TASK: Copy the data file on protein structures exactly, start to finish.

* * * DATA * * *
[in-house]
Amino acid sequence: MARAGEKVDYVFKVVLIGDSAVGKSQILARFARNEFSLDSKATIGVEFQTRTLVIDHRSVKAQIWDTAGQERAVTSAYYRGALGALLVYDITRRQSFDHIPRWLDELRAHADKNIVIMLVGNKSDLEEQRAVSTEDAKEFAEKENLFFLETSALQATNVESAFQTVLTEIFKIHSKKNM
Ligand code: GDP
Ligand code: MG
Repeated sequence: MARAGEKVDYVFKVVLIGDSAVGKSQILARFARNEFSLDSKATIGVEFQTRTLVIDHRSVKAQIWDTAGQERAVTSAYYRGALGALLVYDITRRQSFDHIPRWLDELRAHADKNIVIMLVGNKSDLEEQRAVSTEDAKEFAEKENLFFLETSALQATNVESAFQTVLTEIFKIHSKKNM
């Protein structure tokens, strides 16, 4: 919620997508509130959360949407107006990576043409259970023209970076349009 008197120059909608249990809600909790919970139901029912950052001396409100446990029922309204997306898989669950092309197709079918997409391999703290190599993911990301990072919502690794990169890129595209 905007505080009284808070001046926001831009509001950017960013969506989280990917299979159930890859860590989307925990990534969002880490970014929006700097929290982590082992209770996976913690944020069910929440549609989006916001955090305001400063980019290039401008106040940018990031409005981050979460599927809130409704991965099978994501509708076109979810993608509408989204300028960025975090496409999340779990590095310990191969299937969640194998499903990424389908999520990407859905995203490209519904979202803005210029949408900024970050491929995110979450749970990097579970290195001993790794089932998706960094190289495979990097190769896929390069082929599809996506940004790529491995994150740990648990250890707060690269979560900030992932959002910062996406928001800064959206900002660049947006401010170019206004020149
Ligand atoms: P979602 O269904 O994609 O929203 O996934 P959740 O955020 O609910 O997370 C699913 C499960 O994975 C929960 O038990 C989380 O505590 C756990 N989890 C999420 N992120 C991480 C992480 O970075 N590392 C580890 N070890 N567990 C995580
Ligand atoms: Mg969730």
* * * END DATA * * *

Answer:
[in-house]
Amino acid sequence: MARAGEKVDYVFKVVLIGDSAVGKSQILARFARNEFSLDSKATIGVEFQTRTLVIDHRSVKAQIWDTAGQERAVTSAYYRGALGALLVYDITRRQSFDHIPRWLDELRAHADKNIVIMLVGNKSDLEEQRAVSTEDAKEFAEKENLFFLETSALQATNVESAFQTVLTEIFKIHSKKNM
Ligand code: GDP
Ligand code: MG
Repeated sequence: MARAGEKVDYVFKVVLIGDSAVGKSQILARFARNEFSLDSKATIGVEFQTRTLVIDHRSVKAQIWDTAGQERAVTSAYYRGALGALLVYDITRRQSFDHIPRWLDELRAHADKNIVIMLVGNKSDLEEQRAVSTEDAKEFAEKENLFFLETSALQATNVESAFQTVLTEIFKIHSKKNM
């Protein structure tokens, strides 16, 4: 919620997508509130959360949407107006990576043409259970023209970076349009 008197120059909608249990809600909790919970139901029912950052001396409100446990029922309204997306898989669950092309197709079918997409391999703290190599993911990301990072919502690794990169890129595209 905007505080009284808070001046926001831009509001950017960013969506989280990917299979159930890859860590989307925990990534969002880490970014929006700097929290982590082992209770996976913690944020069910929440549609989006916001955090305001400063980019290039401008106040940018990031409005981050979460599927809130409704991965099978994501509708076109979810993608509408989204300028960025975090496409999340779990590095310990191969299937969640194998499903990424389908999520990407859905995203490209519904979202803005210029949408900024970050491929995110979450749970990097579970290195001993790794089932998706960094190289495979990097190769896929390069082929599809996506940004790529491995994150740990648990250890707060690269979560900030992932959002910062996406928001800064959206900002660049947006401010170019206004020149
Ligand atoms: P979602 O269904 O994609 O929203 O996934 P959740 O955020 O609910 O997370 C699913 C499960 O994975 C929960 O038990 C989380 O505590 C756990 N989890 C999420 N992120 C991480 C992480 O970075 N590392 C580890 N070890 N567990 C995580
Ligand atoms: Mg969730």